Starting/stopping processes dynamically?

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Treczoks
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Joined: Thu Mar 21, 2013 11:18 am

Starting/stopping processes dynamically?

Postby Treczoks » Wed May 15, 2013 11:20 am

Hi!

Another point where I have to find more information is the dynamic handling of processes.

In my system, devices are daisy-chained, so I have an uplink ("previous") and a downlink ("next") PHY. There are two states for such a device: It is at the end of the chain (without a "next" device) or somewhere in the middle (with a "next" device). Having no "previous" device is not an issue as the "previous" device also provides the power ;-)

So I would need two different sets of communication processes in the downlink direction: One for the last device which waits for the link to go up and some subsequent synchronisation and stuff, and another which handles the "normal" up and down communication. Starting with a sync process and moving to a normal transfer process is easy. BUT: Now the user might decide to unplug some part of the chain in the middle of things, and the new "last" unit needs to halt the normal process and return to the "wait for link" process.

Is it possible to kill a process (normal communication process) from another one (which e.g. watches the link status) and restart it, waiting for the link to re-establish?

Or is my idea not the way things are done on XMOS processors?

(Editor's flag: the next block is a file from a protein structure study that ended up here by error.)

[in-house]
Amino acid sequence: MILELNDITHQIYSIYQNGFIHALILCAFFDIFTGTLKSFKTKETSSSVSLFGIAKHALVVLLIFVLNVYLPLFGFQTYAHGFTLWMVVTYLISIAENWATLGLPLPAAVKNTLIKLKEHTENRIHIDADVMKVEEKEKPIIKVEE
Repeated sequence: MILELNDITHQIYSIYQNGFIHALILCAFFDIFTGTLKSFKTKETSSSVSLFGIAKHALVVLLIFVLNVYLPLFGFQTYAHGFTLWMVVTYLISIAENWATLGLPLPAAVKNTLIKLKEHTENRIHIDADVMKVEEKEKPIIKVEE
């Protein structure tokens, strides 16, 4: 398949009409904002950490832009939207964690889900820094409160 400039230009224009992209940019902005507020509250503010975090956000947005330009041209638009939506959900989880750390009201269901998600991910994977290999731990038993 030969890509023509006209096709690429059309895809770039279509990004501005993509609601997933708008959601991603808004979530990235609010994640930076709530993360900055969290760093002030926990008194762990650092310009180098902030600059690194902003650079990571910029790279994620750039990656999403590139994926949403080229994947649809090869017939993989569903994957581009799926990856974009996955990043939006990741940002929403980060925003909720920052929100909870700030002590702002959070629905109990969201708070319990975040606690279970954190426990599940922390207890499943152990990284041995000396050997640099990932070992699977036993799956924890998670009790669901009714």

Yours, Christian Treczoks
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Ross
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Postby Ross » Wed May 15, 2013 2:54 pm

Not exactly sure what you mean, but I think you just want to kill and start cores?

Code: Select all


while(1)
{
   if(atEnd)
   {
       par
       { 
              // Processes for end
              atEnd = a_end();   
              b_end(); 
              ....
       }
    }
    else
    {
        par
        {
              // Processes for middle
              atEnd = a_middle();
              b_middle(); 
              ....
        }
    }  
}
The processes could die and return the value atEnd based on some external change (process a can communicate the kill to b via a channel)

Really not sure if this helps you at all?
Treczoks
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Postby Treczoks » Wed May 15, 2013 3:09 pm

Ross wrote:Not exactly sure what you mean, but I think you just want to kill and start cores?
About right. N cores work on the MII ports, one core watches the SMI interrupt lines and checks the line status bits and maybe some other parameters (all this without impacting the MII processes perfomance or program flow). When this control core is convinced that the line went down, the SMI process kills the MII cores/processes hard and restarts them to get ready for a new "wait for a connect and sync session".

At least, thats what I thought. Maybe there are other possibilities.

Christian
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franksanderdo
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Postby franksanderdo » Sun May 19, 2013 8:23 am

Hi Christian,

as far as I understand your question you are planning to run a "coordinator core (SMI core)" and "work horse cores (MII cores)" and want to know if there are other options ?

I believe to have a coordinator core is not such a bad Idea, but I do not yet see the reason to kill a work horse and then reanimate it just because it has one of two links lost!?